What is buprenorphine?

Buprenorphine is a mixed opioid receptor partial agonist/antagonist. Is it an opioid? Yes it is, but it is different from other opioids.

Buprenorphine works differently from other opioids. It binds to the opioid receptor and remains bound to the receptor. This persistant binding of buprenorphine and the opioid receptor is the blocking action of buprenorphine. By staying on the receptor, it blocks other opioids, and even the body’s natural endorphins, from activating the blocked opioid receptor.

When a person takes an opioid, such as oxycodone, fentanyl, or heroin, the drug molecules bounce on and off of the opioid receptors repeatedly. With each binding, the opioid molecule fully activates the opioid receptor.

There are other opioid receptor blockers that work similarly to buprenorphine, with respect to the blocking action of the molecule. For example, naltrexone and naloxone are both opioid receptor blockers, binding strongly to the receptor and preventing other opioid-type molecules from activating the receptor. 

What makes buprenorphine different from these other opioid receptor blockers? The difference is that buprenorphine, while it is blocking opioid receptors, it also partially activates the receptor. Buprenorphine does not fully activate the receptor, like most other opioids. It only partially activates it.

This partial activation of the opioid receptor is the reason that buprenorphine is classified as an opioid. This classification is somewhat unfair. Buprenorphine does not have many of the negative effects of other opioids.

Most opioids cause the user to become tolerant, where more opioid is needed to get the same effect over time. Buprenorphine typically does not cause opioid tolerance. 

Additionally, buprenorphine has fewer side effects compared to other opioids. It also has less of a risk of leading to overdose.

So, while buprenorphine is categorized as a mild opioid, it is very different from other opioids. It is really in a class of its own.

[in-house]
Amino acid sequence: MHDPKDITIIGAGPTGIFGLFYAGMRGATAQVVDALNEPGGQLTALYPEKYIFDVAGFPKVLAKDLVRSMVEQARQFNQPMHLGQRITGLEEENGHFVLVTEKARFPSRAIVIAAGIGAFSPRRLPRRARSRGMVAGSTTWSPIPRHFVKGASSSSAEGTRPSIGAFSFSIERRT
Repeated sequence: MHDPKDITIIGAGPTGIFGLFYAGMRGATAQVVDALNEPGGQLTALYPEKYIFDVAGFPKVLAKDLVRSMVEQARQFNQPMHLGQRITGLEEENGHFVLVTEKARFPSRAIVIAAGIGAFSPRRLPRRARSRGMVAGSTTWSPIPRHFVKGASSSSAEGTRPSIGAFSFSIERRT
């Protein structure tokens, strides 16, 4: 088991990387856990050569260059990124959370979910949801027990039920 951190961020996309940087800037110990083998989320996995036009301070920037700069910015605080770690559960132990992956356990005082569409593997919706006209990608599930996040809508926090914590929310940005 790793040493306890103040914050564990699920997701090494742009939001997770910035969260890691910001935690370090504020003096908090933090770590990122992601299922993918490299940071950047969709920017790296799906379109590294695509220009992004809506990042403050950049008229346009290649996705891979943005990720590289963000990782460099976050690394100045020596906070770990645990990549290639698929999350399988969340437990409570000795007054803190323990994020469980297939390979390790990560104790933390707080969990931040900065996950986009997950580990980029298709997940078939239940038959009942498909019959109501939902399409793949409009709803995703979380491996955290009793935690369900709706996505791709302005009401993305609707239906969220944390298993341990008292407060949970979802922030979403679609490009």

Is buprenorphine addicting?

Some people worry about buprenorphine treatment for opioid addiction. They think that it is simply trading one addiction for another. Can a buprenorphine patient get addicted to the drug?

First, it is very important to point out the difference between addiction and physical dependence. Addiction is self-harming behavior that is characterized by cravings for a drug and the compulsion to keep using the drug. Physical dependence, on the other hand is a condition where the body or brain has developed a physiological dendence, such that the person will feel sick if they quit taking the drug suddenly.

A person can be addicted and physically dependent on a drug. It is also possible to be addicted to a drug and not physically dependent. And, importantly, it is possible to have a physical dependence without being addicted.

When a patient takes buprenorphine as treatment for opioid addiction, the patient does develop a physical dependence on buprenorphine. However, they typically do not exhibit addictive behavior during treatment. They do not crave buprenoprhine, and they do not feel a compulsion to keep taking more of it.

Is buprenorphine a controlled substance?

Yes, it is a controlled substance. Because buprenorphine is defined as an opioid, and the government considers it to have some abuse potential, it is controlled.

While most opioids are classified as Schedule II, meaning that they have a very high abuse potential, buprenorphine is a Schedule III. It has a lower risk of abuse, and it is uncommon for a drug abuser to attempt to abuse buprenorphine.

Is buprenoprhine the same as methadone?

Both buprenorphine and methadone are used to treat opioid addiction. Methadone is a full opioid agonist, while buprenorphine is a partial agonist and antagonist. 

Methadone is a much more dangerous drug compared to buprenorphine. Patients can get up to a one month prescription of buprenorphine from their doctor, where methadone patients must go to a methadone maintenance clinic each day to get their daily dose dispensed.

Is buprenorphine a pain reliever?

Before 2000, when Congress passed the law to allow doctors to prescribe buprenorphine to treat opioid dependence, buprenorphine was used as a pain reliever. For example, there was the injectable Buprenex, which contained buprenorphine and it was used to treat pain.

Currently, there is a patch, known by the brand name, Butrans, which is left on the skin for a week at a time, and it releases small, continuous levels of buprenorphine. Butrans is approved by the FDA for the treatment of chronic pain.

Patients who are treated for opioid use disorder, who also have chronic pain syndromes, often note that their pain is improved with buprenorphine treatment. Buprenorphine is very effective at treating opioid addiction, and it is also an effective pain reliever.

Drug Addiction Treatment With Medication-Assisted Treatment